Aren’t you they guy that is always going on about how the “positive displacement oil pump” makes the filter restriction moot? Not that I’m saying the claim is true but calling it bogus without investigation is pretty bold. So back to the subject, or two subjects actually: 1) Filter downsizing - That is common in the quick oil change industry and not unique to M+H supplied shops either. 2) What filter to use - For store (or oil company) branded filters they change so often that you almost have to educate yourself about the external indicators and check every one... they can change at a moments notice. If you don’t like Fram and you don’t like M+H then you’re significantly down on choices. M1 filters are Champion (Show us some more pictures of the blue quick lube filter, is it a Champion). For the Honda, you can get both A01 and A02 Honda filters from online suppliers for ~$6.00 ish easy peasy. I frankly think Fram has the best line right now. If we could just get them to get off the sure grip kick (or sell Honda some Ultra guts shoved in a regular Honda can with a p gasket) there would be no reason to even look at anything else. OH, and I got 2 Hondas around here knocking on 200,000...
 
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25,964
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Originally Posted By: DuckRyder
Originally Posted By: ZeeOSix
A bogus claim, a smaller oil filter will not increase engine oil pressure. If anything, it will decrease oil pressure at near redline when the pump hits pressure relief because it most likely has a bit more flow resistance compared to the same filter in a larger size.
Aren’t you they guy that is always going on about how the “positive displacement oil pump” makes the filter restriction moot? Not that I’m saying the claim is true but calling it bogus without investigation is pretty bold.
Anyone who fully understands an automotive oiling system would know a smaller more restrictive filter isn't going to increase oil pressure. It would only if the oil pressure sensor was before the filter (that sensor location highly unlikely), but nearly all engines have the oil pressure sensor located after the filter. When the pressure sensor is after the filter, the only time you'd see an oil pressure difference (which means a flow difference to the engine) is when the oil pump in in pressure relief. So yes, a positive displacement oil pump does make the filter restriction moot, expect for when the oil pump is in pressure relief. When the pump is in pressure relief the system changes from a forced volume flow to a fixed pressure source flow. When all those things are understood, then it's easy to see how a more or less restrictive filter is going to influence the operation of the pump, and the flow to the engine.
 
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Originally Posted By: ZeeOSix
Originally Posted By: DuckRyder
Originally Posted By: ZeeOSix
A bogus claim, a smaller oil filter will not increase engine oil pressure. If anything, it will decrease oil pressure at near redline when the pump hits pressure relief because it most likely has a bit more flow resistance compared to the same filter in a larger size.
Aren’t you they guy that is always going on about how the “positive displacement oil pump” makes the filter restriction moot? Not that I’m saying the claim is true but calling it bogus without investigation is pretty bold.
Anyone who fully understands an automotive oiling system would know a smaller more restrictive filter isn't going to increase oil pressure. It would only if the oil pressure sensor was before the filter (that sensor location highly unlikely), but nearly all engines have the oil pressure sensor located after the filter. When the pressure sensor is after the filter, the only time you'd see an oil pressure difference (which means a flow difference to the engine) is when the oil pump in in pressure relief. So yes, a positive displacement oil pump does make the filter restriction moot, expect for when the oil pump is in pressure relief. When the pump is in pressure relief the system changes from a forced volume flow to a fixed pressure source flow. When all those things are understood, then it’s easy to see how a more or less restrictive filter is going to influence the operation of the pump, and the flow to the engine.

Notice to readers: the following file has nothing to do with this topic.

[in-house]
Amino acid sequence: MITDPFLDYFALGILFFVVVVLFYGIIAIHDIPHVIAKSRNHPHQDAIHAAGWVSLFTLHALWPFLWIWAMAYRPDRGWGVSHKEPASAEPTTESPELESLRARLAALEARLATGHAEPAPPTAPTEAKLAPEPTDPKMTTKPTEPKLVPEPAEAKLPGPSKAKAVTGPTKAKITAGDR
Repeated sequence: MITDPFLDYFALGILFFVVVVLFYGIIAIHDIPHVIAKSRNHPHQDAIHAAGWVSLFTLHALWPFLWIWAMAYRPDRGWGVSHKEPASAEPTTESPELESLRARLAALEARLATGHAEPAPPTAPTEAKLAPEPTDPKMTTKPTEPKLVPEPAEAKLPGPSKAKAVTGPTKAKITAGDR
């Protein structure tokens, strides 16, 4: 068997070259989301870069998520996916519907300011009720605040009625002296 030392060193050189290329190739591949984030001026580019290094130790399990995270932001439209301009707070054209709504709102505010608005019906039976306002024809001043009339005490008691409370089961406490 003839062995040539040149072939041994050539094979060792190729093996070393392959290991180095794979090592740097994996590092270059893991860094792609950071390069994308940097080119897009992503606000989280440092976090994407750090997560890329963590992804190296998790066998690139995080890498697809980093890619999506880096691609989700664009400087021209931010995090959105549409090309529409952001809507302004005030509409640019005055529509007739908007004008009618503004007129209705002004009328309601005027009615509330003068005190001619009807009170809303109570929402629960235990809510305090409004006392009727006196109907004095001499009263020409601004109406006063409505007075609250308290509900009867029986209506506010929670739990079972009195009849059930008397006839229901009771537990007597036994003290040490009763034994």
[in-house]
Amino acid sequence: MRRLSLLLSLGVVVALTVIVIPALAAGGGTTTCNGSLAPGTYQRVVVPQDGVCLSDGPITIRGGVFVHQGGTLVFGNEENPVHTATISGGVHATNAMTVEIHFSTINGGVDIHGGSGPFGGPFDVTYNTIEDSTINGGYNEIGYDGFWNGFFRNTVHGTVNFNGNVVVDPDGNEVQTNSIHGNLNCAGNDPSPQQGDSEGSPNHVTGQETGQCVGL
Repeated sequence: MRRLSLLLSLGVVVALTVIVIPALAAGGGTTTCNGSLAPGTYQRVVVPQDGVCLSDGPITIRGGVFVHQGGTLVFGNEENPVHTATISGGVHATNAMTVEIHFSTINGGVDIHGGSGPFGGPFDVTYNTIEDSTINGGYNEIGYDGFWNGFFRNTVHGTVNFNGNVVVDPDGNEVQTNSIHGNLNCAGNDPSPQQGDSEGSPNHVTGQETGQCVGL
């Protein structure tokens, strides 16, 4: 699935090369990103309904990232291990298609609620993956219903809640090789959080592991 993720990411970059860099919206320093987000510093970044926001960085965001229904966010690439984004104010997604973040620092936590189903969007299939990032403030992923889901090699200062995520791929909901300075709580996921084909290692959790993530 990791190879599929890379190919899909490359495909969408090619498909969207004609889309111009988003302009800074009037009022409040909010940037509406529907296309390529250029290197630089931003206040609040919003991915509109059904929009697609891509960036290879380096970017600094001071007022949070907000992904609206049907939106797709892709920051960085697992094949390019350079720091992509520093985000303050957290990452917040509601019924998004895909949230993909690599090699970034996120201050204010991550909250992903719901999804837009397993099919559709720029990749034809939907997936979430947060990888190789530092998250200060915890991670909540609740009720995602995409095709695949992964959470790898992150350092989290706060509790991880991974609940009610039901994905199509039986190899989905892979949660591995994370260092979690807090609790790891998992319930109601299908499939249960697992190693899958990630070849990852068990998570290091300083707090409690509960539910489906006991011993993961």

The first flaw in you logic (well after assuming that I don’t understand oiling systems) is that you seem to have assumed that a smaller filter is automatically more restrictive. So you have stated that the claim that the small HAMP filter raises oil pressure and is better for high RPM engines is “Bogus”. Are you sure that there is nothing about that filter or engine that would make it true?
 
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Originally Posted By: DuckRyder
The first flaw in you logic (well after assuming that I don’t understand oiling systems) is that you seem to have assumed that a smaller filter is automatically more restrictive.
The first flaw in your response is you missed a critical statement in my quote:
Originally Posted By: ZeeOSix
A bogus claim, a smaller oil filter will not increase engine oil pressure. If anything, it will decrease oil pressure at near redline when the pump hits pressure relief because it most likely has a bit more flow resistance compared to the same filter in a larger size.
Originally Posted By: DuckRyder
So you have stated that the claim that the small HAMP filter raises oil pressure and is better for high RPM engines is “Bogus”. Are you sure that there is nothing about that filter or engine that would make it true?
Yeah, I'm claiming it's 'bogus'. Again, I said comparing a small vs large filter of the same media. If the claim by the seller (or reviewers on Amazon) is that the smaller HAMP filter increases oil pressure at high RPM then it must be Swiss cheese media. I'd venture to say the people making those claims have zero flow or dealt-p across the filter data to back up that claim, and don't know anything about how an oiling system works.
Originally Posted By: DuckRyder
If you search for HAMP “shorty” filters on Amazon (HAMP is Honda After Market Parts not normally available in the US) you will find the claims that the “shorty” filter is better for higher revving engines and results in increased oil pressure.